$2.8 Billion in False Claims Act (FCA) Judgements in 2018
If you’re a government grantee or contractor, you need to be familiar with the False Claims Act, an important weapon in the government’s arsenal when it comes to battling fraud, waste and abuse in federal awards.
Basically, the FCA states that it’s illegal to knowingly make, use or cause false claim in order to get payment from the government.
A Brief History of the FCA
The FCA was enacted in 1863 under President Lincoln to combat fraud by Civil War contractors.
Over the years, Congress has amended the FCA on three occasions, broadening its reach each time, with the most significant changes happening in 1986 and 2009.
- 1986: FCA was amended to promote incentives for whistleblowing insiders and prevent opportunistic plaintiffs.
- 2009: Congress enacted the Fraud Enforcement Recovery Act (FERA) to combat several court rulings that limited the effectiveness of the FCA, specifically a case that made it possible for subcontractors to avoid FCA liability because they submitted a false claim to the contractor and not directly to the government. FERA closed this loophole by creating subcontractor liability. It also provided protections for whistleblowers.
The False Claims Act – 2018 statistics
In December 2018, the Civil Division of the US Department of Justice (DOJ) announced its fiscal 2018 False Claims Act (FCA) statistics. Here are the highlights:
- $2.8 billion in FCA judgements and settlements in 2018
- 87.25% comes from HHS-related fraud in 2018
- The DOJ received 759 new matters in 2018 (newly received referrals, investigations, and qui tam actions)
- $1.9 billion of the $2.8 billion came from qui tam or whistleblower cases
Enter the Whistleblower
Private citizens can bring qui tam, or whistleblower, actions based on FCA violations. This essentially turns individuals into “private attorney generals.” These actions are not a mere report or alert to the government, it’s a bona fide lawsuit filed with an attorney.
Any persons or entities with evidence of fraud against federal programs or contracts may file a qui tam lawsuit. The following actions are considered violations under the FCAs:
- Knowingly presenting (or causing to be presented) to the federal government a false or fraudulent claim for payment;
- Knowingly using (or causing to be used) a false record or statement to get a claim paid by the federal government;
- Conspiring with others to get a false or fraudulent claim paid by the federal government; and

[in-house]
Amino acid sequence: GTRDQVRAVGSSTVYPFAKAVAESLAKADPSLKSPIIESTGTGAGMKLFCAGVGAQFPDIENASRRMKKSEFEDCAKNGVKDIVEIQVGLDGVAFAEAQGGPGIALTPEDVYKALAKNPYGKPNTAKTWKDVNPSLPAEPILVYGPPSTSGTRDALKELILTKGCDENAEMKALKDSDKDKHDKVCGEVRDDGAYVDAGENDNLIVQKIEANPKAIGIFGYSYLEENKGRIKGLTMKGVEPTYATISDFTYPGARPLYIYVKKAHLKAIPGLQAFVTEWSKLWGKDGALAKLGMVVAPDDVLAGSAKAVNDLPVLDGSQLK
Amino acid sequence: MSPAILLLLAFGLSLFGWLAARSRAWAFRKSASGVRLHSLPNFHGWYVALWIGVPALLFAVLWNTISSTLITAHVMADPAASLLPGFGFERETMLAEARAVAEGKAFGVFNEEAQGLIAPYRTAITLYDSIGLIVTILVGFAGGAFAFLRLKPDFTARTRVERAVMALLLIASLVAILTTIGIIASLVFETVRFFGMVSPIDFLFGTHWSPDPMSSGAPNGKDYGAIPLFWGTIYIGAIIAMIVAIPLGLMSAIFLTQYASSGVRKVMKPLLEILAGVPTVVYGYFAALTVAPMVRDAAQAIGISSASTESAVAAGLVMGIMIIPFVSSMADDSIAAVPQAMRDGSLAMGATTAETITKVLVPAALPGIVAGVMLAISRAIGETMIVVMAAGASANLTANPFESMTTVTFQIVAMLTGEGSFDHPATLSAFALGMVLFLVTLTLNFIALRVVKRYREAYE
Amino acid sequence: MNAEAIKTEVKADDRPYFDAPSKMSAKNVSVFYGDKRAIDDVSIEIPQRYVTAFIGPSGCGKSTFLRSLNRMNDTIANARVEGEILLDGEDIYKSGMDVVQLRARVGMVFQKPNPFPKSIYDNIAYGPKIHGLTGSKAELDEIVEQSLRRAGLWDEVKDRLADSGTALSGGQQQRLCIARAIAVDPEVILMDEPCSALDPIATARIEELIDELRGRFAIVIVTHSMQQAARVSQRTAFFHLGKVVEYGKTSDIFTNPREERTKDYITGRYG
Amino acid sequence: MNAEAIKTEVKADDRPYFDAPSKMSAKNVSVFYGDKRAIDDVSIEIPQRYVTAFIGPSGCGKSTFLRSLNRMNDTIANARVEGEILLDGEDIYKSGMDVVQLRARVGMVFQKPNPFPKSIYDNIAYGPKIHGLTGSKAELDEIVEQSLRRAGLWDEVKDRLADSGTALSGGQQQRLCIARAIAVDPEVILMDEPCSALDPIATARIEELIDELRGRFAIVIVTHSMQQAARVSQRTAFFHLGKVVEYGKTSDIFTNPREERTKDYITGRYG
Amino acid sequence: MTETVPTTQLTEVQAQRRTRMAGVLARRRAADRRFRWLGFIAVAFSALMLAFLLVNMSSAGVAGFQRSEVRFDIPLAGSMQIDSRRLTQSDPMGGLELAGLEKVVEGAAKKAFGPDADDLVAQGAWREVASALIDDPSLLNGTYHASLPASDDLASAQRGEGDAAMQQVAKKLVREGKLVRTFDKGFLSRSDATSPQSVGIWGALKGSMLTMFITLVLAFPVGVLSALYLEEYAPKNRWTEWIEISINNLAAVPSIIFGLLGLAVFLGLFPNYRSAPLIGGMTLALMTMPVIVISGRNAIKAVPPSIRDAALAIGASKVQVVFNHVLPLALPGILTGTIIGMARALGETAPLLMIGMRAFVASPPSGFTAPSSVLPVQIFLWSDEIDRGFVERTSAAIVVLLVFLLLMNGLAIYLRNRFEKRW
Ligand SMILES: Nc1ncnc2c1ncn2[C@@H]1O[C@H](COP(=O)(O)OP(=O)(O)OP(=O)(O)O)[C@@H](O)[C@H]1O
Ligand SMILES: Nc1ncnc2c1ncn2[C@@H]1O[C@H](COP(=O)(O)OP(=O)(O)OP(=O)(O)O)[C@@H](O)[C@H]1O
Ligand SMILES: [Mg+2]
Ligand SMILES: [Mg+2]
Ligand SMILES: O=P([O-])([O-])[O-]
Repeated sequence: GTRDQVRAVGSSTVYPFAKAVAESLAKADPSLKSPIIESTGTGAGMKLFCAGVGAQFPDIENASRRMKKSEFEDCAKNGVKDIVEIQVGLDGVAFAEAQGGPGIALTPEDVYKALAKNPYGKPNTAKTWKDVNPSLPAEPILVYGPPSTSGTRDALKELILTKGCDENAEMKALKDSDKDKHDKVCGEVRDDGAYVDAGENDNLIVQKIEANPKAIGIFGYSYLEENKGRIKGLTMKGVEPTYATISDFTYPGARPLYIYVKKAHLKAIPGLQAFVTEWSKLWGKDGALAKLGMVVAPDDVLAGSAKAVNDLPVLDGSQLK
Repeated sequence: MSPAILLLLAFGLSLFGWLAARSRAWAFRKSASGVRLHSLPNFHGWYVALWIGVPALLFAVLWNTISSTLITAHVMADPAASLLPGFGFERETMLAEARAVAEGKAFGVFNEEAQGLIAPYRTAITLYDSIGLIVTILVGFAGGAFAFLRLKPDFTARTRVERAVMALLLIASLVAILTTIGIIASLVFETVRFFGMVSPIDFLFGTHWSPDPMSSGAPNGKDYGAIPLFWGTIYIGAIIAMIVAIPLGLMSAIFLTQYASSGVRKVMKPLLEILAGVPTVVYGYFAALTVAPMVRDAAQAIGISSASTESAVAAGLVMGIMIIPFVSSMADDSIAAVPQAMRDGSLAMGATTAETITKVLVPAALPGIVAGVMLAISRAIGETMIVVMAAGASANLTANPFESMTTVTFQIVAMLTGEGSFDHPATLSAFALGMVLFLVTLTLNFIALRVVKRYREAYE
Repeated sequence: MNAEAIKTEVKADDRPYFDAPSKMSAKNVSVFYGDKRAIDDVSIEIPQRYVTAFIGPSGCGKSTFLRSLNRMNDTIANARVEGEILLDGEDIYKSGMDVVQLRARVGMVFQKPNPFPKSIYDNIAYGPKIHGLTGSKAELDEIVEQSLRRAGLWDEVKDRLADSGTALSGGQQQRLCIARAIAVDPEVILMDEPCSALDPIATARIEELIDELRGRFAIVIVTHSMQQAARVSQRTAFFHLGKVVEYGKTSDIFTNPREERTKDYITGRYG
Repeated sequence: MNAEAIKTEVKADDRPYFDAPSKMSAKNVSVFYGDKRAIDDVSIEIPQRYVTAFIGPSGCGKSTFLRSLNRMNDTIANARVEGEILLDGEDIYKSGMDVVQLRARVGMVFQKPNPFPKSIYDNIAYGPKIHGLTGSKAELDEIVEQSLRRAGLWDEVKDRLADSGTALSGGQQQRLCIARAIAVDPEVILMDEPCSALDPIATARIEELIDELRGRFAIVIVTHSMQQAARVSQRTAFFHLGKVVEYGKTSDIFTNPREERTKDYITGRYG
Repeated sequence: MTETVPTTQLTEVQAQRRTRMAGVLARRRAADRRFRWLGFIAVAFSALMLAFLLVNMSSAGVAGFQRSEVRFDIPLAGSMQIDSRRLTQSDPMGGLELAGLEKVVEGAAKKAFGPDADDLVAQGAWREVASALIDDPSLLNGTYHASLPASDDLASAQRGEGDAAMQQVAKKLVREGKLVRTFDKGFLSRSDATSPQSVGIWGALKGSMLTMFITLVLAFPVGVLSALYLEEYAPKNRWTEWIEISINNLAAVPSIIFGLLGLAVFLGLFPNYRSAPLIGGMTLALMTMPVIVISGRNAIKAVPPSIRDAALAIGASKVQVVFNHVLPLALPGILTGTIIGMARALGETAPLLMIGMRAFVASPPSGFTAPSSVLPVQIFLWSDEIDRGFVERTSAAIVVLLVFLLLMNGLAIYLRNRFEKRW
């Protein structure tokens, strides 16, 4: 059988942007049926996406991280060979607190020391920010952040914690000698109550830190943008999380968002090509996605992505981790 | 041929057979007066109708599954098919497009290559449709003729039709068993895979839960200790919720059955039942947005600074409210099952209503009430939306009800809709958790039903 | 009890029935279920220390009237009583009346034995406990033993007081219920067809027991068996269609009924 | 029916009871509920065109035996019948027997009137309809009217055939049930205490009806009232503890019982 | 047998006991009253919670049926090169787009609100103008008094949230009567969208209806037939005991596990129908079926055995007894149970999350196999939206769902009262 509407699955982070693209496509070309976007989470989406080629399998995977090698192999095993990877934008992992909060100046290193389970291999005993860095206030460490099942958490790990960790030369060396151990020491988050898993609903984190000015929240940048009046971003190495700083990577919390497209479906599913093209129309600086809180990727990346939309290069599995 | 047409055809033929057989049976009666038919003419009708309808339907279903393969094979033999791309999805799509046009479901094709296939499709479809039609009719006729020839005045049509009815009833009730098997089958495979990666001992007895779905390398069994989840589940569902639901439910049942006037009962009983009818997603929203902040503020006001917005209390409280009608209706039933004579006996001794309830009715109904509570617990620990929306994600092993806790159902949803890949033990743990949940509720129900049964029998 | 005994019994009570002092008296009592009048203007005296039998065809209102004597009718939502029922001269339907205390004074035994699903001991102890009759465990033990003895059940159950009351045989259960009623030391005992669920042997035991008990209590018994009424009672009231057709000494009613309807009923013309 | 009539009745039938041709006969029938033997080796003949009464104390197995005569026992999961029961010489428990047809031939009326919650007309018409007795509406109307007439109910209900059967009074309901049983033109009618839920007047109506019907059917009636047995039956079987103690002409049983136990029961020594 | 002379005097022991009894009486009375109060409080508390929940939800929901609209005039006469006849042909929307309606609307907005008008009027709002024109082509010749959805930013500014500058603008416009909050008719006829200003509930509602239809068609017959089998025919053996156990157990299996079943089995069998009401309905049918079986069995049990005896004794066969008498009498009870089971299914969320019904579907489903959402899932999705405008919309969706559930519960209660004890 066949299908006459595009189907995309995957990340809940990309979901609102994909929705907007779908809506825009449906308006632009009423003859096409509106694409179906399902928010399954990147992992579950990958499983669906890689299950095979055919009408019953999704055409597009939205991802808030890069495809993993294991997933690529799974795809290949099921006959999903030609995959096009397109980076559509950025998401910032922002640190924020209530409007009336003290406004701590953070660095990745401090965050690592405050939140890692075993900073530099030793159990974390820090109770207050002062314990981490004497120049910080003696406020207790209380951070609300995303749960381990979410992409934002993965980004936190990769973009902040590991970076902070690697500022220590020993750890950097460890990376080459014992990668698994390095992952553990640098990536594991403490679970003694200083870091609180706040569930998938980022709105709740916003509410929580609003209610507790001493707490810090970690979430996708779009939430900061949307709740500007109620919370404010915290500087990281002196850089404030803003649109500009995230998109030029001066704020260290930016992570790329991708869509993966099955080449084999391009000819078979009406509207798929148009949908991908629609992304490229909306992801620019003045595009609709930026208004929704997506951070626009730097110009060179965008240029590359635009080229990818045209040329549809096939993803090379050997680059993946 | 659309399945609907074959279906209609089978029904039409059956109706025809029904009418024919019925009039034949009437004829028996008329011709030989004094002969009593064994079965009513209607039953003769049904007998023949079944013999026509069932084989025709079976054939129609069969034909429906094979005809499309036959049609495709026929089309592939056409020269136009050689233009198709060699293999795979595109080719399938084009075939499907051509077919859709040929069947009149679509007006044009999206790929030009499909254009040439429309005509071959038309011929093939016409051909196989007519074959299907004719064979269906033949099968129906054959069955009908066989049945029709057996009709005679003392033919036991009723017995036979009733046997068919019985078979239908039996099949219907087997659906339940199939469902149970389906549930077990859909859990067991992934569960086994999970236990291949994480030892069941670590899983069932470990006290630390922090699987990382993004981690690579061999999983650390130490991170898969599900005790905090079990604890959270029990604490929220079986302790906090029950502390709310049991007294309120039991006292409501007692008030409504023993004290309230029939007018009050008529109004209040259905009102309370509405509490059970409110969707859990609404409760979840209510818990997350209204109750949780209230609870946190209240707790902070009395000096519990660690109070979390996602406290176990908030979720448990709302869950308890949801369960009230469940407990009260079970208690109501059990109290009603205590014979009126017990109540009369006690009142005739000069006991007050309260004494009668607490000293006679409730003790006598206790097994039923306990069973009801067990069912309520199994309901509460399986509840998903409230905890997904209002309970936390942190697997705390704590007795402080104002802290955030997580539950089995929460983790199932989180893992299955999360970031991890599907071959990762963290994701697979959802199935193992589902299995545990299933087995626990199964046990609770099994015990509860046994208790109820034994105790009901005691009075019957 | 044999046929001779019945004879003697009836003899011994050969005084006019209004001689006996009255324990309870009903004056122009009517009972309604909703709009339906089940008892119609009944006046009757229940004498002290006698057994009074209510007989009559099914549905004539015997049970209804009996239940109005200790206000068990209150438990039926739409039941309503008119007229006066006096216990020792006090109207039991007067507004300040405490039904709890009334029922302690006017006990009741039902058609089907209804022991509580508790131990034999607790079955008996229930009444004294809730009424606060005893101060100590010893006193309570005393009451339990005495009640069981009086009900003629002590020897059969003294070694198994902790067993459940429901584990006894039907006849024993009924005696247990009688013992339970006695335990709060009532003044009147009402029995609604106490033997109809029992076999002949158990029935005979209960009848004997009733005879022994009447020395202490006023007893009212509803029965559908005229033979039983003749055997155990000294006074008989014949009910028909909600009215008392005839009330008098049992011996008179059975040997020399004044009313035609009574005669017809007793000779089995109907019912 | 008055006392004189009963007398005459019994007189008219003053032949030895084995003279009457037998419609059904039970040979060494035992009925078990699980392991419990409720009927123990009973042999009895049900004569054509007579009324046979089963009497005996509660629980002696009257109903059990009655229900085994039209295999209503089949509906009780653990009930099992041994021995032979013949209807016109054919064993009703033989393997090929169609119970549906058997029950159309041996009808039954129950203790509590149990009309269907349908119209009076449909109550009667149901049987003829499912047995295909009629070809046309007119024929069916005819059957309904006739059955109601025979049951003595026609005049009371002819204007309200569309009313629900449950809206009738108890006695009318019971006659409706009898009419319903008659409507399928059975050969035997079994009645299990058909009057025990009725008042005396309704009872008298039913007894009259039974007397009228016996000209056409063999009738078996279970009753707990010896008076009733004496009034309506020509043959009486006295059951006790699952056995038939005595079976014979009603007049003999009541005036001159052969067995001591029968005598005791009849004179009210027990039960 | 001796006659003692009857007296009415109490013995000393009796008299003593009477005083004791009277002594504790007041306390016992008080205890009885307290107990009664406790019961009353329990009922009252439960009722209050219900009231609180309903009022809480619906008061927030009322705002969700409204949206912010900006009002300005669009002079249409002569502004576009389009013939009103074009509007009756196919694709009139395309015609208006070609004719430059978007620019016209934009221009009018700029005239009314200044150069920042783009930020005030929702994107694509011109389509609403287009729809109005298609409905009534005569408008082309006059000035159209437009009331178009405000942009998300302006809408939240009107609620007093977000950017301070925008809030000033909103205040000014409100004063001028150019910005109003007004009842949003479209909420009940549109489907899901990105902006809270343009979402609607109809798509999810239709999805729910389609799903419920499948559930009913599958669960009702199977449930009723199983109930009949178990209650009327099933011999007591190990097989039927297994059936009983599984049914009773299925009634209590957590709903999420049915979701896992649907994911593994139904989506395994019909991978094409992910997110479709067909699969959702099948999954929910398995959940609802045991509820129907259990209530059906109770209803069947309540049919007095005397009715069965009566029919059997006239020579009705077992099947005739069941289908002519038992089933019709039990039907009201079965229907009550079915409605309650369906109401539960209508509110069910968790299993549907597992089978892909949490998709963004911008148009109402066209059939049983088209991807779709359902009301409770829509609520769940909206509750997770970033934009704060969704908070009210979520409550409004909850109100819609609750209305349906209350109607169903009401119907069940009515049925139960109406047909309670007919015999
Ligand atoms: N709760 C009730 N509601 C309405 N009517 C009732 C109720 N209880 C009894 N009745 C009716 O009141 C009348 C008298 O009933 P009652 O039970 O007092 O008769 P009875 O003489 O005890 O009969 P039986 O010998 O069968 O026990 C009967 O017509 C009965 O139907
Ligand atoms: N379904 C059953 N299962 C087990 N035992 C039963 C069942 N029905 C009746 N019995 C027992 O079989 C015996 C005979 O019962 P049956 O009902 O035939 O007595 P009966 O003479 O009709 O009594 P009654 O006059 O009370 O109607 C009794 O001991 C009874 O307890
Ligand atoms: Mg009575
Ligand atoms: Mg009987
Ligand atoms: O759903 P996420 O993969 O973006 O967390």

- Knowingly using (or causing to be used) a false record or statement to conceal, avoid, or decrease an obligation to pay money or transmit property to the federal government.
Whistleblowers are provided with a financial reward if the suit is successful. The reward to the whistleblower is normally between 15% and 25%, but sometimes 30% of the amount recovered.
Contractor and grant fraud are regularly pursued under FCAs
Defense Contractor Fraud
The federal government spends hundreds of billions of dollars each year in defense of the United States. Here are some examples of ways defense contractors may commit FCA violations:
- representing parts are purchased from American companies when they are not
- failing to comply with contract specifications
- misrepresenting qualifications to complete the work
- overbilling or overcharging for goods or services
- billing for services not provided
- utilizing sub-standard goods
- violating the Truth-in-Negotiations Act (TINA)
Research Grant Fraud
Every year, the federal government funds millions of dollars in research in a broad range of fields, from clinical medicine to education to healthcare to nutrition and fitness. Research fraud includes using funds for inappropriate purposes such as:
- siphoning of funds into for-profit ventures
- using funds for other, unrelated projects
- inflating project-related costs
- making misrepresentations in grant proposals to obtain funds
Cases under the FCAs can result in prolonged, complex and expensive litigation. They almost always come with press coverage, which can be highly-damaging to a contractor’s or grantee’s reputation and future funding abilities.
Government Award Accounting & the FCA
We’ve been working in government award accounting for over 30 years; it’s our expertise, our focus, and all we do.
Too frequently we see contractors and grantees unintentionally commit fraud due to financial stress caused from:
- Poor budgeting during the proposal phase, coupled with
- Poor management controls over spending, and
- Poor understanding of the rules
This is why it’s so imperative that you stay compliant. That means knowing and following the rules and regulations, including having a FAR-compliant accounting system and implementing and enforce internal processes.
As a grantee or contractor, you must understand that the government takes this very seriously and that huge monetary audit findings can be very appealing to disgruntled employees.
Our Government Award Accounting Experts are Here to Help
To read the full DOJ Fraud Statistics for 2018 report, go here:
Ed Jameson, CPA, Managing Member
With over 40 years of experience as a government funding award accounting specialist, Ed is a recognized national expert in the field. In addition to helping hundreds of clients navigate FAR Part 31 compliance. he has been an active speaker and panel moderator at Tech Connect's National SRIR/STTR conferences since 2011. presents at the DOD's Mentor Protégé Summit and presents regularly for several state and local organizations.